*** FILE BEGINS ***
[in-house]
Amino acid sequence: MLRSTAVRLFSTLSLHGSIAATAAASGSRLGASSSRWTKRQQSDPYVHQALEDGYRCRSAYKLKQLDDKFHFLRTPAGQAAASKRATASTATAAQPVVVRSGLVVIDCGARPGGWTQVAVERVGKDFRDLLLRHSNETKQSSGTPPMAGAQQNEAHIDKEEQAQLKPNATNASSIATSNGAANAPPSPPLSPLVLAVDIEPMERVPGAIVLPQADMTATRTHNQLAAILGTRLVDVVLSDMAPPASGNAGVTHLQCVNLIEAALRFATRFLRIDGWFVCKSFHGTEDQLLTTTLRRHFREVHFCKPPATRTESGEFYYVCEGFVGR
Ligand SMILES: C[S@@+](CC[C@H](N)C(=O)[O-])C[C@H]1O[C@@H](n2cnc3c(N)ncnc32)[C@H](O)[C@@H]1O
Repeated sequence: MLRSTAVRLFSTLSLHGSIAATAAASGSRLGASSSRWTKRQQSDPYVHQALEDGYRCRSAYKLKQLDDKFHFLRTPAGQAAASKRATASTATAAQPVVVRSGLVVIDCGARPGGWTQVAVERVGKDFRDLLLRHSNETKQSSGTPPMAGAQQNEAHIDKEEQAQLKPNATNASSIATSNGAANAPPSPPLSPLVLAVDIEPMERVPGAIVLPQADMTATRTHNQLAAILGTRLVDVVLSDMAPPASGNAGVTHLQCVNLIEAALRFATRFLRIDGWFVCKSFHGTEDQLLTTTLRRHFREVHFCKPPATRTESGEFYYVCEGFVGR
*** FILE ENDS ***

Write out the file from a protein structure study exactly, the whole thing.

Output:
[in-house]
Amino acid sequence: MLRSTAVRLFSTLSLHGSIAATAAASGSRLGASSSRWTKRQQSDPYVHQALEDGYRCRSAYKLKQLDDKFHFLRTPAGQAAASKRATASTATAAQPVVVRSGLVVIDCGARPGGWTQVAVERVGKDFRDLLLRHSNETKQSSGTPPMAGAQQNEAHIDKEEQAQLKPNATNASSIATSNGAANAPPSPPLSPLVLAVDIEPMERVPGAIVLPQADMTATRTHNQLAAILGTRLVDVVLSDMAPPASGNAGVTHLQCVNLIEAALRFATRFLRIDGWFVCKSFHGTEDQLLTTTLRRHFREVHFCKPPATRTESGEFYYVCEGFVGR
Ligand SMILES: C[S@@+](CC[C@H](N)C(=O)[O-])C[C@H]1O[C@@H](n2cnc3c(N)ncnc32)[C@H](O)[C@@H]1O
Repeated sequence: MLRSTAVRLFSTLSLHGSIAATAAASGSRLGASSSRWTKRQQSDPYVHQALEDGYRCRSAYKLKQLDDKFHFLRTPAGQAAASKRATASTATAAQPVVVRSGLVVIDCGARPGGWTQVAVERVGKDFRDLLLRHSNETKQSSGTPPMAGAQQNEAHIDKEEQAQLKPNATNASSIATSNGAANAPPSPPLSPLVLAVDIEPMERVPGAIVLPQADMTATRTHNQLAAILGTRLVDVVLSDMAPPASGNAGVTHLQCVNLIEAALRFATRFLRIDGWFVCKSFHGTEDQLLTTTLRRHFREVHFCKPPATRTESGEFYYVCEGFVGR